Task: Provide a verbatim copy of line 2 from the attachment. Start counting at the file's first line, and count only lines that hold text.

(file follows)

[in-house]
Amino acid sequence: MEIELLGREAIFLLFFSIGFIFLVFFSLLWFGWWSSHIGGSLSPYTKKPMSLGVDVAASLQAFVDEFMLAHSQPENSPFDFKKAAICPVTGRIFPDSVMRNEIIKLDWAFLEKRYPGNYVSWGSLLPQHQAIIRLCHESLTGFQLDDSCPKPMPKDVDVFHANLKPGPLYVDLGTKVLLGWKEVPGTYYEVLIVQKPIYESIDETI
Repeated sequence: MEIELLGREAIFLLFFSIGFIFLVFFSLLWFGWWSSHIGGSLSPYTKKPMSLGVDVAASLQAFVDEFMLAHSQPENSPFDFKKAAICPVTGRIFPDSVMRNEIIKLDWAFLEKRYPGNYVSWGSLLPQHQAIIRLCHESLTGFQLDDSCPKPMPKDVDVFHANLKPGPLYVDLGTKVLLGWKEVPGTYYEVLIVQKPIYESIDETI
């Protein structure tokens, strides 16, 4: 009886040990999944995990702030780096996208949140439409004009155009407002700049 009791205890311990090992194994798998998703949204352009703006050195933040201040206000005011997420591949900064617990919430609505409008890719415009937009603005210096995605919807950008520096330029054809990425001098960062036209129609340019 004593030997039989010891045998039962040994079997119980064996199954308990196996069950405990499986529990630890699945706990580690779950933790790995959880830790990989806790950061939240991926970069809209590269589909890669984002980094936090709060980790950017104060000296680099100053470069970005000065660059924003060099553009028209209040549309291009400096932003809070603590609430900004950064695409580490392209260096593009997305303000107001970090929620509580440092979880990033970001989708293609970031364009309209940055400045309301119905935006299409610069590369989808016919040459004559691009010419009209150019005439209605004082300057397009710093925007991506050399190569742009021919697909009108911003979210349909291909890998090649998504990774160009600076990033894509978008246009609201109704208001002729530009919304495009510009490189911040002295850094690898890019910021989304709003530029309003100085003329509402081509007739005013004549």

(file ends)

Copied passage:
Amino acid sequence: MEIELLGREAIFLLFFSIGFIFLVFFSLLWFGWWSSHIGGSLSPYTKKPMSLGVDVAASLQAFVDEFMLAHSQPENSPFDFKKAAICPVTGRIFPDSVMRNEIIKLDWAFLEKRYPGNYVSWGSLLPQHQAIIRLCHESLTGFQLDDSCPKPMPKDVDVFHANLKPGPLYVDLGTKVLLGWKEVPGTYYEVLIVQKPIYESIDETI